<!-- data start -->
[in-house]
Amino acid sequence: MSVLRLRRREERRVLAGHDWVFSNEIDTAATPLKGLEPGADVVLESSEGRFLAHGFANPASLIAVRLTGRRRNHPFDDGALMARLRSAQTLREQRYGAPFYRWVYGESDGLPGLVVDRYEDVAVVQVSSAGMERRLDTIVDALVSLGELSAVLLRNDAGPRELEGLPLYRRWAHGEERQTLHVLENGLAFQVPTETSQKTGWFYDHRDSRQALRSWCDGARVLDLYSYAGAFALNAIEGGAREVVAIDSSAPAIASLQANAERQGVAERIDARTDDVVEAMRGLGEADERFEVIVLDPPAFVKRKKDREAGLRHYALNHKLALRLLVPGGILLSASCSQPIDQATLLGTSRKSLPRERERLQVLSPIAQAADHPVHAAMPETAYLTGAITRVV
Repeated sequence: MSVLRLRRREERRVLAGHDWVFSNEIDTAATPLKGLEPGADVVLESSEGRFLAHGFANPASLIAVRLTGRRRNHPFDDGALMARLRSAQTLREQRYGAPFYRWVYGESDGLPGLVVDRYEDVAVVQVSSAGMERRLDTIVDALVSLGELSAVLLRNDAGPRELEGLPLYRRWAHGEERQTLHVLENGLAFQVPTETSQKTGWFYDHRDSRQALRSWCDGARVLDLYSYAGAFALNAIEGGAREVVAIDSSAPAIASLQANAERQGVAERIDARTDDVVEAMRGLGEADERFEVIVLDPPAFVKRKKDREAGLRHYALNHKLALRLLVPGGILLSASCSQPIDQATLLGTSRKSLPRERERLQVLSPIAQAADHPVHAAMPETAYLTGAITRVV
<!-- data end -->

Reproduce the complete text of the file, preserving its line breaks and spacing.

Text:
[in-house]
Amino acid sequence: MSVLRLRRREERRVLAGHDWVFSNEIDTAATPLKGLEPGADVVLESSEGRFLAHGFANPASLIAVRLTGRRRNHPFDDGALMARLRSAQTLREQRYGAPFYRWVYGESDGLPGLVVDRYEDVAVVQVSSAGMERRLDTIVDALVSLGELSAVLLRNDAGPRELEGLPLYRRWAHGEERQTLHVLENGLAFQVPTETSQKTGWFYDHRDSRQALRSWCDGARVLDLYSYAGAFALNAIEGGAREVVAIDSSAPAIASLQANAERQGVAERIDARTDDVVEAMRGLGEADERFEVIVLDPPAFVKRKKDREAGLRHYALNHKLALRLLVPGGILLSASCSQPIDQATLLGTSRKSLPRERERLQVLSPIAQAADHPVHAAMPETAYLTGAITRVV
Repeated sequence: MSVLRLRRREERRVLAGHDWVFSNEIDTAATPLKGLEPGADVVLESSEGRFLAHGFANPASLIAVRLTGRRRNHPFDDGALMARLRSAQTLREQRYGAPFYRWVYGESDGLPGLVVDRYEDVAVVQVSSAGMERRLDTIVDALVSLGELSAVLLRNDAGPRELEGLPLYRRWAHGEERQTLHVLENGLAFQVPTETSQKTGWFYDHRDSRQALRSWCDGARVLDLYSYAGAFALNAIEGGAREVVAIDSSAPAIASLQANAERQGVAERIDARTDDVVEAMRGLGEADERFEVIVLDPPAFVKRKKDREAGLRHYALNHKLALRLLVPGGILLSASCSQPIDQATLLGTSRKSLPRERERLQVLSPIAQAADHPVHAAMPETAYLTGAITRVV